As temperatures dipped into the single digits with howling winds pushing the real feel to between 10 and 20 below zero Monday night, a stream of Missoulians pleaded with the City Council to find some way to better protect those without homes during what could be deadly winter weather.
One woman noted that Mayor John Engen said it was the duty of local government to provide the best solution to all of the city’s citizens, but that some who are permanently kicked out of the Salvation Army or the Poverello Center for bad behavior due to addictions or mental illness are still sleeping outside at night.
“When we say it’s our responsibility to provide for all of our citizens, it really means all of them,” she said.
Engen later said that city staff and local nonprofit agencies like the Poverello Center, the Salvation Army, the Union Gospel Mission and others all are working hard to provide safe haven during the bitter cold. He added that the city agreed last week to pay the Poverello Center $8,000 for additional staffing, after the city decided to close the short-term shelter at the Transfer Center on Thursday.
That closure had ripple effects, since the city also decided to stop providing an after-hour bus from the Transfer Center on weekdays, and the University of Montana’s MDash buses also stopped offering the emergency weekend service. Engen said city staff working with the nonprofits were able to close that gap and should be able to continue to do so during the weekends until the weather warms, but that overall a long-term solution is needed.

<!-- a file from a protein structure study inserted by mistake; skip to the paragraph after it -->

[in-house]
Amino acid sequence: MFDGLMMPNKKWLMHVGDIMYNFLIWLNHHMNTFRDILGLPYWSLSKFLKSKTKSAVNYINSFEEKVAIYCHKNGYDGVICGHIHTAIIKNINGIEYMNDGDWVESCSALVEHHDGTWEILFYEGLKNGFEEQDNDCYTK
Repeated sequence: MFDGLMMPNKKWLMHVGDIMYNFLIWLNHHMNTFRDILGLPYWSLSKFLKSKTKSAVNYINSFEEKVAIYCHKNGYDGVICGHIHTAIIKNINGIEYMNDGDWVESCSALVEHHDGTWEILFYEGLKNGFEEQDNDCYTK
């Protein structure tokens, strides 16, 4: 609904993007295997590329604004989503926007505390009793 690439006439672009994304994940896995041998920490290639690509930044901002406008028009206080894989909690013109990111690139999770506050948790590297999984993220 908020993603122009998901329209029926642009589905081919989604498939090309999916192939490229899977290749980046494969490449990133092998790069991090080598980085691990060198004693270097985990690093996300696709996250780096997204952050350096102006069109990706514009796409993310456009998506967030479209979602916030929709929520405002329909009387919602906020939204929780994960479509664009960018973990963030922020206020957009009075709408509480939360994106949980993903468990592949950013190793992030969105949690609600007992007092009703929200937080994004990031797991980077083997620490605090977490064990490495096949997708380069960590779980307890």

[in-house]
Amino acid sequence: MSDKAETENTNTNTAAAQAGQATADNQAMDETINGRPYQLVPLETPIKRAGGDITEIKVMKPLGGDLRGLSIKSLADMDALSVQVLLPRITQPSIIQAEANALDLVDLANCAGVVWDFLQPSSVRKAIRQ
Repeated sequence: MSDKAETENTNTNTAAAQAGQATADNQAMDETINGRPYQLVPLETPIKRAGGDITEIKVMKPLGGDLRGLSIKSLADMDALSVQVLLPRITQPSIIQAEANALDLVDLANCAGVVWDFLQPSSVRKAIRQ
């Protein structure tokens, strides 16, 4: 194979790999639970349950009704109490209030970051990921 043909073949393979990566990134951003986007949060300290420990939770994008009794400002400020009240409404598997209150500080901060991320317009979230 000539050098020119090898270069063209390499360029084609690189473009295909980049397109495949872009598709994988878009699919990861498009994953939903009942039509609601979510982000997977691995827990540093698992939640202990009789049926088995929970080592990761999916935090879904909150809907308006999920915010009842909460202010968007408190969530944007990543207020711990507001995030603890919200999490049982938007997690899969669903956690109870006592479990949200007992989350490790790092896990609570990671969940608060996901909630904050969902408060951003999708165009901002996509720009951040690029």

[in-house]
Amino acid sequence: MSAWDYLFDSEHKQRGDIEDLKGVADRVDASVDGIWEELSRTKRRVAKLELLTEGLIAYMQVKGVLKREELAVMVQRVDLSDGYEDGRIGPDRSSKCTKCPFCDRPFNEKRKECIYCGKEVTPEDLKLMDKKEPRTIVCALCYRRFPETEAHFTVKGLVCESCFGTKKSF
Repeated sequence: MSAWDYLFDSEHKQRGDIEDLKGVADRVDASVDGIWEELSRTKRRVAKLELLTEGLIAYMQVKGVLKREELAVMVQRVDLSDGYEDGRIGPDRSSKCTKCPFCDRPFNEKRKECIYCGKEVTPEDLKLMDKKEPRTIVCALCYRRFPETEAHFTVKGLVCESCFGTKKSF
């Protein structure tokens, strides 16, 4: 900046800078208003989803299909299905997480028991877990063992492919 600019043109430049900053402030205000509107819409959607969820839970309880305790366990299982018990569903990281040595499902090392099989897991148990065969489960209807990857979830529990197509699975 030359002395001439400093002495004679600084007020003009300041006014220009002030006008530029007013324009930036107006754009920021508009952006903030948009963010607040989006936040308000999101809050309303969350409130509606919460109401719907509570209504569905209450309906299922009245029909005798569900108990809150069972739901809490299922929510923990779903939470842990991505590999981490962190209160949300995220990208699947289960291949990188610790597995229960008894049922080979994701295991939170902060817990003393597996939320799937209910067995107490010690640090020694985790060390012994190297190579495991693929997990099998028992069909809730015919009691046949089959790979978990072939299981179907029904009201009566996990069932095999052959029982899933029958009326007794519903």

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“Our 10-year plan calls for a variety of things we are working on those, including what we think is a shelter solution, which will allow folks who are rather challenging to have supervised housing on a regular basis,” Engen said. “It’s two years away … but we’re working on it as fast as we can.”
Many of the other councilors voiced support, with Jordan Hess thanking the mayor for providing context in what is an “incredibly challenging” situation.
But Councilor Julie Armstrong warned that with bitterly cold temperatures forecast for the rest of the week — with highs in the teens and 20s, and lows down to 2 below zero — she’s worried people are going to die from exposure now if they have no place to seek shelter. She asked that the city look at the budgets to see if perhaps they could reallocate funds.
Armstrong pointed to the $25,000 earmarked for a public art statue in the MRL dog park, as well as upcoming overseas trips for city staff and council members, saying she’s open to discussions on how they might find funds to provide shelter. In November 2017, a homeless man in Missoula named Tim Lloyd died after suffering from hypothermia.
“It may not be able to be alleviated with money,” Armstrong said. “We say we think creatively, and maybe we need to think more emotionally when it’s something like this. I know policies are there, but people are dying. I’m open to agenda items for moving those around pretty quickly.”